Application for leave to appeal Taxation Review Authority decision out of time dismissed
2014 case note - application for special leave to appeal out of time dismissed - PAYE, tax evasion, shortfall penalties, M?ori sovereignty.
High Court Rules 2009, Tax Administration Act 1994, Taxation Review Authorities Act 1994, Te Ture Whenua MÇ?‹¨«ori Act 1993
The taxpayer's application for special leave to appeal the Taxation Review Authority's ("TRA's") decisions out of time was dismissed.
Impact of decision
This decision confirms the principles relevant for leave to permit an appeal to proceed out of time. The decision also confirms that new arguments not sufficiently identified in a Statement of Position ("SOP") without earlier being granted leave cannot be used to support a leave application extending the time period for an appeal.
The taxpayer applied for special leave extending the time period for the appeal of two decisions of the TRA, Case 9 ( NZTRA 9, (2012) 25 NZTC 1-012) and Case 7 ( NZTRA 7, (2013) 26 NZTC 2-006). Leave was required because the taxpayer was out of time to file an appeal. The Commissioner of Inland Revenue ("the Commissioner") opposed leave being granted.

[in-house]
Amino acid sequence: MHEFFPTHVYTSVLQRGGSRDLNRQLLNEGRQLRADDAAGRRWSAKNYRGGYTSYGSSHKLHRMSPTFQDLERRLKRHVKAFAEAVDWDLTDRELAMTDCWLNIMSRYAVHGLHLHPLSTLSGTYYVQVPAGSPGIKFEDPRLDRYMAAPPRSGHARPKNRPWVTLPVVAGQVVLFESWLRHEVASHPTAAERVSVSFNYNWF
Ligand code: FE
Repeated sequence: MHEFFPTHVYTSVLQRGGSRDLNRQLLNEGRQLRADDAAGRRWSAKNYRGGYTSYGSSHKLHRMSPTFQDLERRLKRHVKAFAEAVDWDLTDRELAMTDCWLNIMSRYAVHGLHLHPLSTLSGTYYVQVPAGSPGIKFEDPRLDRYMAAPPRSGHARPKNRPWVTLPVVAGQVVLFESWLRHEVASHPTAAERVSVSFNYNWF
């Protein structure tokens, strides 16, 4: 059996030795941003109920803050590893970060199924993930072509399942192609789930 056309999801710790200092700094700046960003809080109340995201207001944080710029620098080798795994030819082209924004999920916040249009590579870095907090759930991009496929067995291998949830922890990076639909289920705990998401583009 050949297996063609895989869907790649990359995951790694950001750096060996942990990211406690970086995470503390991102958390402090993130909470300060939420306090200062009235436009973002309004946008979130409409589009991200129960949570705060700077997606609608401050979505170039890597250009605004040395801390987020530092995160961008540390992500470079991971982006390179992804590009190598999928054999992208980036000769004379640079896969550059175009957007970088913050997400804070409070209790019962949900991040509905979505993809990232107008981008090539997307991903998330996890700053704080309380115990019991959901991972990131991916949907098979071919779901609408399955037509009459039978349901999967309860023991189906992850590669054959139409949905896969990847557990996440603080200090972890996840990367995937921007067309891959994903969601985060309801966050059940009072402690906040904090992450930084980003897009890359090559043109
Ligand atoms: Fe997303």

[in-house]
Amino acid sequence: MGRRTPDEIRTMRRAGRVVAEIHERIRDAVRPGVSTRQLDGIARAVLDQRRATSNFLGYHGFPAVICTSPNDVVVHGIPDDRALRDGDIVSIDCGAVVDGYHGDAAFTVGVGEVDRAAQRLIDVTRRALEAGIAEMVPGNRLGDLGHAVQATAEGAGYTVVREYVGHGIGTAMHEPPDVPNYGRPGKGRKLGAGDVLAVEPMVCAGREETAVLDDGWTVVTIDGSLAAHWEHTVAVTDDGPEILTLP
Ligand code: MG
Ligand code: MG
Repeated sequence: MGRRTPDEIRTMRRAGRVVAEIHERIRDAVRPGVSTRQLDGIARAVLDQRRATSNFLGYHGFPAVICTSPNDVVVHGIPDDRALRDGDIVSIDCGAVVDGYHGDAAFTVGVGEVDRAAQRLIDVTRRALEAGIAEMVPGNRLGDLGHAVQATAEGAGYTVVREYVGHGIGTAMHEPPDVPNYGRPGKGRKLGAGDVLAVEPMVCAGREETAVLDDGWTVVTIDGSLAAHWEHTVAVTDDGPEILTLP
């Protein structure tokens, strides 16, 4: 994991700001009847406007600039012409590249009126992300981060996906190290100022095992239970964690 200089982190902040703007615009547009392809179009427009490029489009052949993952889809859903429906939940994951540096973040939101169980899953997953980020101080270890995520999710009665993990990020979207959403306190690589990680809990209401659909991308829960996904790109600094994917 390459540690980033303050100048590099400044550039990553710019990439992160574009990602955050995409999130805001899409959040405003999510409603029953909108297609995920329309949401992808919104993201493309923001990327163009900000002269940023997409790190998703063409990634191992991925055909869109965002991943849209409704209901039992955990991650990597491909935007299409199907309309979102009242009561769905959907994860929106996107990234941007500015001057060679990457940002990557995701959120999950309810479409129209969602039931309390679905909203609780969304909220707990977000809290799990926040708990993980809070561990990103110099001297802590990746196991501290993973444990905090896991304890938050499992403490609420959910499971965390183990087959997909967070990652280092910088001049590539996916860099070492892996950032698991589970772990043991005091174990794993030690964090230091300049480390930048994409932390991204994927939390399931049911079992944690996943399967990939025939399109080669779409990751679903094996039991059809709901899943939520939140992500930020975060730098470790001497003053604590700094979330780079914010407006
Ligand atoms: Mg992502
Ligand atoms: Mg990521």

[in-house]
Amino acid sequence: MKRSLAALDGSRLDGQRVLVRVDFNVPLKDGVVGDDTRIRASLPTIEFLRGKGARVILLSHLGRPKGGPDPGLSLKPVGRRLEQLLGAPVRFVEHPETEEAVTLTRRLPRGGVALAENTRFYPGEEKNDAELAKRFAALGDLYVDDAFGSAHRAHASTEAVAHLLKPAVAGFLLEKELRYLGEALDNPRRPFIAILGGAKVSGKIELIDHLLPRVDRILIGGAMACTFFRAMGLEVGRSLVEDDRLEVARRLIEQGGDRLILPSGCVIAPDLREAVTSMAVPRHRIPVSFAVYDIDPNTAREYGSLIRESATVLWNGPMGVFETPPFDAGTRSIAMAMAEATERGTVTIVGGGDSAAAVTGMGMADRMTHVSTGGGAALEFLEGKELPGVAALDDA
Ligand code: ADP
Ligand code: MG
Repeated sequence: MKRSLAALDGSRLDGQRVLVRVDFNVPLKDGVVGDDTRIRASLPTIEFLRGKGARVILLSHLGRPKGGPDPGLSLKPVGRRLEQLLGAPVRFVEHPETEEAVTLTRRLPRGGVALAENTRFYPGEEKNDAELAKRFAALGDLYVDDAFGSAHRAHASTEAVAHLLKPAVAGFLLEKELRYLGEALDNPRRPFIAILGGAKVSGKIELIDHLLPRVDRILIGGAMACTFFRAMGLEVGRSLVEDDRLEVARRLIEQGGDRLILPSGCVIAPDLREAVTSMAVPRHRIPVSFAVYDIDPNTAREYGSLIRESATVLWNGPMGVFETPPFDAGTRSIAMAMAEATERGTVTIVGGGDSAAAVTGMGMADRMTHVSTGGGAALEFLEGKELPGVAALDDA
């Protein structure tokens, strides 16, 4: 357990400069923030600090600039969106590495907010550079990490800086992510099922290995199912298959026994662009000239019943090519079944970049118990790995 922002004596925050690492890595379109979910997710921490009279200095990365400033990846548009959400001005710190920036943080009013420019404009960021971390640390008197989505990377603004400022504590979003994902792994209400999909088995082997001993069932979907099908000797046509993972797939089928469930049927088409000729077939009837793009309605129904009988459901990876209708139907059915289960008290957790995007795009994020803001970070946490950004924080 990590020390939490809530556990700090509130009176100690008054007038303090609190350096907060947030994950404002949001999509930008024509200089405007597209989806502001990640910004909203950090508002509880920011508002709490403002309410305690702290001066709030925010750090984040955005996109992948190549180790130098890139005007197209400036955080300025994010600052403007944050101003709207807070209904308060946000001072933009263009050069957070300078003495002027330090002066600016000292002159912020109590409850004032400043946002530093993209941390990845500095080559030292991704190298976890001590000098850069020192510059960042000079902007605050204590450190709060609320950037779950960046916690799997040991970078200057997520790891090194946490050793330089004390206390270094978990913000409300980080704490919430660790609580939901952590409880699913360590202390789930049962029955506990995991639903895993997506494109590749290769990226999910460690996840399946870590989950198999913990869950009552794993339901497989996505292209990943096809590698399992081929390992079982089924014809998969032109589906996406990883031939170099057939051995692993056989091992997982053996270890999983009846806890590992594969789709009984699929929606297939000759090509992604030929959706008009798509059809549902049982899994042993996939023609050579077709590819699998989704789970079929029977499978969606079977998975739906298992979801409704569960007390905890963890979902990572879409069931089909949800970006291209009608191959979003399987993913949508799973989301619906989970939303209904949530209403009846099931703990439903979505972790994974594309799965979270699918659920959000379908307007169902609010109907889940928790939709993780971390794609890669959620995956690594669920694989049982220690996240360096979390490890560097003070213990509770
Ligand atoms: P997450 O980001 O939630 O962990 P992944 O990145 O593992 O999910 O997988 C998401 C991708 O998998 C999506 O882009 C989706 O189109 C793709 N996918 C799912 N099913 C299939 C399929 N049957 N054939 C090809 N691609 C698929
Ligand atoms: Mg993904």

The TRA's two decisions relate to the taxpayer's liability for PAYE for shearers and shed hands in the 2005-2007 tax years, as well as associated shortfall penalties.
The Commissioner was successful in striking out the taxpayer's notices of claim in Case 9 subject to leave being granted for the taxpayer to apply to be heard on two discrete issues. The taxpayer failed to apply to have the matter determined within the one-month timeframe. However, the taxpayer filed a memorandum applying to be heard and to reconfirm its objection. The TRA gave the taxpayer a further opportunity to file briefs of evidence. However, the affidavits filed purported to "evidence a wide ranging and radical case well outside of the scope of the leave granted" (at ). In Case 7, the Commissioner was successful in striking out the two remaining live aspects of the claim and for summary judgment.
The taxpayer claimed that since January 2005, it has not employed the shearers and shed hands and accordingly, it is not the entity responsible for PAYE. The taxpayer claimed that Maunga Hikurangi Koporeihana (Māori Inc) was responsible instead.